ADVERTISEMENT

ADVERTISEMENT

ADVERTISEMENT

Man charged with felony financial exploitation

We are part of The Trust Project.

A Rochester man faces multiple felonies after authorities say he spent nearly $80,000 of his mother's money without her permission.

Terry Joe Ruesink, 57, was charged by summons in Olmsted County District Court with four counts of financial exploitation of a vulnerable adult. His first court appearance is Sept. 11.

The investigation began when Olmsted County Adult Protection officials received a report of possible exploitation. The 82-year-old victim has been classified as a vulnerable adult after a 2009 diagnosis with dementia, court documents say; Ruesink was appointed as her power of attorney on Aug. 30.

According to the criminal complaint, on Oct. 15, Ruesink cashed a certificate of deposit worth nearly $86,000 that belonged to the woman, and deposited the entire amount into her money market account.

From Nov. 13 through Jan. 2, Ruesink allegedly spent a total of $70,113 on multiple items, including more than $51,000 on a lake home, $11,500 on a truck, nearly $4,000 to a roofing company and nearly $4,000 in cash to himself.

ADVERTISEMENT

The woman's checking account records reportedly indicated Ruesink had spent more than $8,000 of those funds, writing checks to himself, a carpet store and a furniture store, among others.

Authorities spoke to Ruesink's daughters, who all verified the alleged victim had memory issues; they also allegedly said their father told them the woman had bought him the lake home.

When one daughter said it wasn't right to use her money that way, Ruesink told her he was going to pay the woman back, the complaint says.

Investigators spoke to Ruesink, who told them the victim gave him the money for the lake home, wanted him to put a new roof on it, and said she'd buy him a new vehicle. According to the complaint, Ruesink said his mother's memory is "fine," though a bank employee told officials Ruesink told her in December he was concerned about the woman's state of mind.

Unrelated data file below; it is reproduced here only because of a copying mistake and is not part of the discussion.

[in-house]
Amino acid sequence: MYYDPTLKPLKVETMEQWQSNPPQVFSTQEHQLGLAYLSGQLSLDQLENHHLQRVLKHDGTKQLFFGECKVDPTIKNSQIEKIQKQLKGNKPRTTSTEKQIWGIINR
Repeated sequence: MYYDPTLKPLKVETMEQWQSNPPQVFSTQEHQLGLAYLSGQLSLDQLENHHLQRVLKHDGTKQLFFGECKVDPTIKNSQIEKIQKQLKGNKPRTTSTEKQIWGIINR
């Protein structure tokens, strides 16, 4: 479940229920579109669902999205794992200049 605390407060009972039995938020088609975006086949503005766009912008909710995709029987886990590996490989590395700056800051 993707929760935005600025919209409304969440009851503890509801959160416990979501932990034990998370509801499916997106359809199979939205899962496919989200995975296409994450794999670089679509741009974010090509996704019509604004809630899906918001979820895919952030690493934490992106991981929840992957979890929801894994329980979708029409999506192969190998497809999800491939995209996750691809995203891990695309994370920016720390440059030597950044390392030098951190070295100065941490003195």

If convicted, Ruesink faces a maximum penalty of 40 years in prison, a fine of $200,000, or both.

What to read next
The largest U.S. home infusion pharmacy firm with locations in every state recently added Rochester Home Infusion to its team.
For decades, the drug industry has yelled bloody murder each time Congress considered a regulatory measure that threatened its profits. But the hyperbole reached a new pitch in recent weeks as the Senate moved to adopt modest drug pricing negotiation measures in the Inflation Reduction Act.
Sanford Health’s Program for Addiction Recovery provided Tanner Lene a way to connect to a heritage he’d left largely unexplored, as he began to learn Ojibwe and join classes taught by elders and knowledge keepers on traditional medicines and art.
"Minding Our Elders" columnist Carol Bradley Bursack says distance makes keeping track of your parents' health harder, but barring dementia, they get to choose where they live.